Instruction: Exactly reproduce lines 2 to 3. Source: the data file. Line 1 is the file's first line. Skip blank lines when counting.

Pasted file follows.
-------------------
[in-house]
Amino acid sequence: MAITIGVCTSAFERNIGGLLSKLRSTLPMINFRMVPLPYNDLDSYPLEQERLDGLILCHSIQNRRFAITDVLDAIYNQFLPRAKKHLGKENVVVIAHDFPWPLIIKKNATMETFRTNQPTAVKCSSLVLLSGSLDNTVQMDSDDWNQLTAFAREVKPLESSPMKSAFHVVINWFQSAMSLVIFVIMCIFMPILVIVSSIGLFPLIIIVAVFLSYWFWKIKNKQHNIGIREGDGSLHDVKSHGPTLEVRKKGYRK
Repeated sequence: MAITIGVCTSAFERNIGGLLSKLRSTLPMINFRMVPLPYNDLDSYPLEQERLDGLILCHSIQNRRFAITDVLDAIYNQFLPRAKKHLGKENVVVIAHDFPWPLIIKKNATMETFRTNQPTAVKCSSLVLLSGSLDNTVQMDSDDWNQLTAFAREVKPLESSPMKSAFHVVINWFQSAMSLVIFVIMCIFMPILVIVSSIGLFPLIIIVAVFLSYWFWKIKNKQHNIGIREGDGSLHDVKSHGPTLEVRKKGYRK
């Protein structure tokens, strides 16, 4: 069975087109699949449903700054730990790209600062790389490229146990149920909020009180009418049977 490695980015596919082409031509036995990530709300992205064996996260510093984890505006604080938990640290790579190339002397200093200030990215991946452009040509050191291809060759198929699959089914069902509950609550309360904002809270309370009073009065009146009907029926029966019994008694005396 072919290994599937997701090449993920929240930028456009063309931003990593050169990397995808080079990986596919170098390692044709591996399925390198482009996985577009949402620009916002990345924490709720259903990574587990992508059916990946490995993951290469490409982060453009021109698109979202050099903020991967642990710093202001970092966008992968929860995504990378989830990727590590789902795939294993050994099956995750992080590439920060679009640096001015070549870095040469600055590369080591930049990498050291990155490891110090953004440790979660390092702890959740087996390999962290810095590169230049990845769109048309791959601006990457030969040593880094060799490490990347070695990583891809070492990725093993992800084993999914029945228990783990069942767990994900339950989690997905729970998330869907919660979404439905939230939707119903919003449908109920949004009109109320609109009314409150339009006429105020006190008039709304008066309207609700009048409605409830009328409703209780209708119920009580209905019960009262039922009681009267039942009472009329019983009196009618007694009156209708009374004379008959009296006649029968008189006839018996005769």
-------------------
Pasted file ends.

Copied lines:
Amino acid sequence: MAITIGVCTSAFERNIGGLLSKLRSTLPMINFRMVPLPYNDLDSYPLEQERLDGLILCHSIQNRRFAITDVLDAIYNQFLPRAKKHLGKENVVVIAHDFPWPLIIKKNATMETFRTNQPTAVKCSSLVLLSGSLDNTVQMDSDDWNQLTAFAREVKPLESSPMKSAFHVVINWFQSAMSLVIFVIMCIFMPILVIVSSIGLFPLIIIVAVFLSYWFWKIKNKQHNIGIREGDGSLHDVKSHGPTLEVRKKGYRK
Repeated sequence: MAITIGVCTSAFERNIGGLLSKLRSTLPMINFRMVPLPYNDLDSYPLEQERLDGLILCHSIQNRRFAITDVLDAIYNQFLPRAKKHLGKENVVVIAHDFPWPLIIKKNATMETFRTNQPTAVKCSSLVLLSGSLDNTVQMDSDDWNQLTAFAREVKPLESSPMKSAFHVVINWFQSAMSLVIFVIMCIFMPILVIVSSIGLFPLIIIVAVFLSYWFWKIKNKQHNIGIREGDGSLHDVKSHGPTLEVRKKGYRK